], Lord Kelvin had repeatedly used this method in many problems. However, it should be noticed here that the method can only apply under the condition when the medium is transparent (no absorption).

On a more rigorous approach, let us consider the Taylor expansion of the wavevector:

k(ω)=k(ωo)+1U(ωωo)+12(d2kdω2)(ωωo)2+.
(5)

If the dispersion is linear, i.e., higher order terms are negligible, then we have for the electric field after propagating a distance L:

E(+)(z+L,t)=g·ei[ωotk(ωo)L]E(+)(z,tLU).
(6)

Here, g is an extra factor denoting gain. For the rest of the article, we will assume g=1 for simplicity. In the experiment, this can be achieved by placing a broadband absorber (or amplifier for the case of loss) to compensate for this extraneous factor associated with dispersion. Following Eq.(6), it is now possible to write for the pulse intensity after propagating through a length L in the medium [14

14. J. D. Jackson, Classical Electrodynamics (Wiley, New York, 1974, 2nd Edition), p 316–317.

]:

I(z+L,t)=I(z,tLU).
(7)

This counterintuitive situation of zero transit time can be understood by closely examining the rephasing length =c·/. We consider the situation in Figure 1 and suppose that the peak of the incident pulse arrives at the entrance interface z=0 at a time t=0. Then we have for region-I (z<): 1=c·t-z. In region-II (L>z>0), we have 2=c·(t-z/U)=c·t-ng ·z, where ng =n+ωdn/ is the group velocity index. And furthermore in region-III (z>L), we obtain 3=c·t + (1-ngL-z.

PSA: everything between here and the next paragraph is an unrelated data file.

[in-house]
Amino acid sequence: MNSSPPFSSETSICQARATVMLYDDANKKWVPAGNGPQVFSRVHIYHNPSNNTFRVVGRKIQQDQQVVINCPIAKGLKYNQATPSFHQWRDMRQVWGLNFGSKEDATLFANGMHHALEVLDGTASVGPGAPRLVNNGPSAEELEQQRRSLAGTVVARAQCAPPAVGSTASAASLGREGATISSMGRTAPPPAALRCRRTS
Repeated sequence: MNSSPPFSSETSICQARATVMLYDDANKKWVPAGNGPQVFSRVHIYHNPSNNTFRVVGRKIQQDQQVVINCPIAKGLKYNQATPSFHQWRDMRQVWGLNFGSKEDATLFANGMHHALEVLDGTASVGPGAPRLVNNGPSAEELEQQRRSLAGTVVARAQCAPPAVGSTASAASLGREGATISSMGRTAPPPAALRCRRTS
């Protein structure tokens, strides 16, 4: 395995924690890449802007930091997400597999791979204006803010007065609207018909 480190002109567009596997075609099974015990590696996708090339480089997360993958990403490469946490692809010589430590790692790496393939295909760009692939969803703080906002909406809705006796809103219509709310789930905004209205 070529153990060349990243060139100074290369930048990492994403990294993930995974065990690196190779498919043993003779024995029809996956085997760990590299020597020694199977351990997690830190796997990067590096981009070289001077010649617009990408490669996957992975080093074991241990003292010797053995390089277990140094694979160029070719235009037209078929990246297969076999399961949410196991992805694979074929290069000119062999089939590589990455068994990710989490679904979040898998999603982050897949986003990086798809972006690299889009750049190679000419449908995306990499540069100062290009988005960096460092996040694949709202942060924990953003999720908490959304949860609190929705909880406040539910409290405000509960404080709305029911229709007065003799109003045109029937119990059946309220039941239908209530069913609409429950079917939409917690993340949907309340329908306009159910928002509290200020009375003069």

In the case of zero transit time U=∞, we have for the group velocity index ng =0. Then inside the medium, the rephasing length =c·/ becomes independent of position z. In other words, the relative phase differences between various frequency component will remain the same throughout the length of the medium. Hence, the envelope intensity of the pulse throughout the medium’s length is equal to that at the entrance at any given moment. Beyond the exit surface z=L, an analytical continuation of the pulse’s leading edge is reproduces because in region-III, phase differences between various component of the pulse are reproduced again. Fig.2 shows the calculated pulse envelope intensity for the case of U=∞.

Figure 2. Pulse envelope evolution during propagation through a transparent anomalous dispersion medium of a length L. The medium is assumed to have a group velocity index ng =0 resulting in a zero transit time at a group velocity U=∞. Red curve displays intensity of the pulse propagating through vacuum while blue curve shows the intensity propagating through the medium. The pulse propagation is obtained by solving Maxwell’s equations.